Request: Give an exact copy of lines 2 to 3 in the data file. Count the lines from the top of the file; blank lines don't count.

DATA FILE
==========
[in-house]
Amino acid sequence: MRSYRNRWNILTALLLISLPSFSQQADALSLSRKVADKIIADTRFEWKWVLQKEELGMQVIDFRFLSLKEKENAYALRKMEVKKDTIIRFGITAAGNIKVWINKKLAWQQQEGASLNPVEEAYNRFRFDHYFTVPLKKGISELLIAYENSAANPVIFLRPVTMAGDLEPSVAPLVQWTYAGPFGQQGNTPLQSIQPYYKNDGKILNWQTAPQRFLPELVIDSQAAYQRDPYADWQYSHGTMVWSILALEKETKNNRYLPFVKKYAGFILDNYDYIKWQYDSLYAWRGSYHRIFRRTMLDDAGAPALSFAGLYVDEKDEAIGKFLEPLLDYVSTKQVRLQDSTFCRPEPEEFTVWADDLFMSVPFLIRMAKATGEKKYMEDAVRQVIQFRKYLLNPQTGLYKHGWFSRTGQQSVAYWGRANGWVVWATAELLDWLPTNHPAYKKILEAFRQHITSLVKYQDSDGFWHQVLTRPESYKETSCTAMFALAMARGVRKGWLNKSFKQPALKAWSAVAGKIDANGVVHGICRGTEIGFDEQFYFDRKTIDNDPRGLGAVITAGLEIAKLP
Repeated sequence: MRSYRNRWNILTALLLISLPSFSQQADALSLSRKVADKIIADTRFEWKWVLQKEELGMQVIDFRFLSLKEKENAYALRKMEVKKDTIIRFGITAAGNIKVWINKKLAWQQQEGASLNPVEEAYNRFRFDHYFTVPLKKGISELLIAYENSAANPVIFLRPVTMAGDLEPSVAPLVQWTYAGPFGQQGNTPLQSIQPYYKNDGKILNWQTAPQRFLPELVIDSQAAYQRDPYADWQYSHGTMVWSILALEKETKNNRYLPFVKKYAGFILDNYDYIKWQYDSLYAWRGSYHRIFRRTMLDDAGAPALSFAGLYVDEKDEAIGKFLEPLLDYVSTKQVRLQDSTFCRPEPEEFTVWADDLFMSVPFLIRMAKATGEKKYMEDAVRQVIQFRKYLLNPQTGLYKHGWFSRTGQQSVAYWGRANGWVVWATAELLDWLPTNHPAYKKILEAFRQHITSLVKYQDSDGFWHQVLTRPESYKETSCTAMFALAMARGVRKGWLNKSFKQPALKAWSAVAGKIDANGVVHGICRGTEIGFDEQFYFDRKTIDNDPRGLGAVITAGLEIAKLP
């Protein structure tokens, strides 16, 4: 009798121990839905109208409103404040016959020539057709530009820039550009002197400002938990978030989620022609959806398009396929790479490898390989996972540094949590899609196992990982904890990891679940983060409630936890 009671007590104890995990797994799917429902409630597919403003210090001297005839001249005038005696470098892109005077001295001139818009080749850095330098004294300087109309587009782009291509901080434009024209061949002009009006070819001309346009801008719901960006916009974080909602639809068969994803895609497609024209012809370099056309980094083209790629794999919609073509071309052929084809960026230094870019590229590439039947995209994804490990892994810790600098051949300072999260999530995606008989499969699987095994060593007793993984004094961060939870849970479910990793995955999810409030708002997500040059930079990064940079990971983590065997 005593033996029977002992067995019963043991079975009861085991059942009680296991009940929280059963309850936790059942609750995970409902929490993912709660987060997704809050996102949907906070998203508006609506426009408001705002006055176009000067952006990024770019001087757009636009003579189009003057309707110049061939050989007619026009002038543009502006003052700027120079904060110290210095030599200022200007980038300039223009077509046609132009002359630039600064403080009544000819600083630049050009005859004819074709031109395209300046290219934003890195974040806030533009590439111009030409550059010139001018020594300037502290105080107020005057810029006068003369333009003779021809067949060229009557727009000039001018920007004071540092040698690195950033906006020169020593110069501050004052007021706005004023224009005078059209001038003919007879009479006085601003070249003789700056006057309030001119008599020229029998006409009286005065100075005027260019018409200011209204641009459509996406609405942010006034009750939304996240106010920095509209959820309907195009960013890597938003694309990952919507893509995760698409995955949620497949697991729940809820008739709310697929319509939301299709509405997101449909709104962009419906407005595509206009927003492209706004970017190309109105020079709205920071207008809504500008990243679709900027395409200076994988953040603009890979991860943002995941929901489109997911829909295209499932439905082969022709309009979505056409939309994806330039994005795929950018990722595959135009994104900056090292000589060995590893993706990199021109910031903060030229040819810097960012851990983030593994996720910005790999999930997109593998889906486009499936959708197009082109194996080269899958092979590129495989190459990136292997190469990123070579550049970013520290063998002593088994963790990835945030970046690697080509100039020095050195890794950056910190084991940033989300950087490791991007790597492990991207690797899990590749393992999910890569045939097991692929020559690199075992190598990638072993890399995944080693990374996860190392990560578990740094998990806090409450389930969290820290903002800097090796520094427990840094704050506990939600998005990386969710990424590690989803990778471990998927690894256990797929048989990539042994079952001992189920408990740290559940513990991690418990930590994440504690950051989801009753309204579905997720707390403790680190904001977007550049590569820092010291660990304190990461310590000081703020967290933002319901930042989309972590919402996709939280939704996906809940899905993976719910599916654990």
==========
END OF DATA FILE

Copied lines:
Amino acid sequence: MRSYRNRWNILTALLLISLPSFSQQADALSLSRKVADKIIADTRFEWKWVLQKEELGMQVIDFRFLSLKEKENAYALRKMEVKKDTIIRFGITAAGNIKVWINKKLAWQQQEGASLNPVEEAYNRFRFDHYFTVPLKKGISELLIAYENSAANPVIFLRPVTMAGDLEPSVAPLVQWTYAGPFGQQGNTPLQSIQPYYKNDGKILNWQTAPQRFLPELVIDSQAAYQRDPYADWQYSHGTMVWSILALEKETKNNRYLPFVKKYAGFILDNYDYIKWQYDSLYAWRGSYHRIFRRTMLDDAGAPALSFAGLYVDEKDEAIGKFLEPLLDYVSTKQVRLQDSTFCRPEPEEFTVWADDLFMSVPFLIRMAKATGEKKYMEDAVRQVIQFRKYLLNPQTGLYKHGWFSRTGQQSVAYWGRANGWVVWATAELLDWLPTNHPAYKKILEAFRQHITSLVKYQDSDGFWHQVLTRPESYKETSCTAMFALAMARGVRKGWLNKSFKQPALKAWSAVAGKIDANGVVHGICRGTEIGFDEQFYFDRKTIDNDPRGLGAVITAGLEIAKLP
Repeated sequence: MRSYRNRWNILTALLLISLPSFSQQADALSLSRKVADKIIADTRFEWKWVLQKEELGMQVIDFRFLSLKEKENAYALRKMEVKKDTIIRFGITAAGNIKVWINKKLAWQQQEGASLNPVEEAYNRFRFDHYFTVPLKKGISELLIAYENSAANPVIFLRPVTMAGDLEPSVAPLVQWTYAGPFGQQGNTPLQSIQPYYKNDGKILNWQTAPQRFLPELVIDSQAAYQRDPYADWQYSHGTMVWSILALEKETKNNRYLPFVKKYAGFILDNYDYIKWQYDSLYAWRGSYHRIFRRTMLDDAGAPALSFAGLYVDEKDEAIGKFLEPLLDYVSTKQVRLQDSTFCRPEPEEFTVWADDLFMSVPFLIRMAKATGEKKYMEDAVRQVIQFRKYLLNPQTGLYKHGWFSRTGQQSVAYWGRANGWVVWATAELLDWLPTNHPAYKKILEAFRQHITSLVKYQDSDGFWHQVLTRPESYKETSCTAMFALAMARGVRKGWLNKSFKQPALKAWSAVAGKIDANGVVHGICRGTEIGFDEQFYFDRKTIDNDPRGLGAVITAGLEIAKLP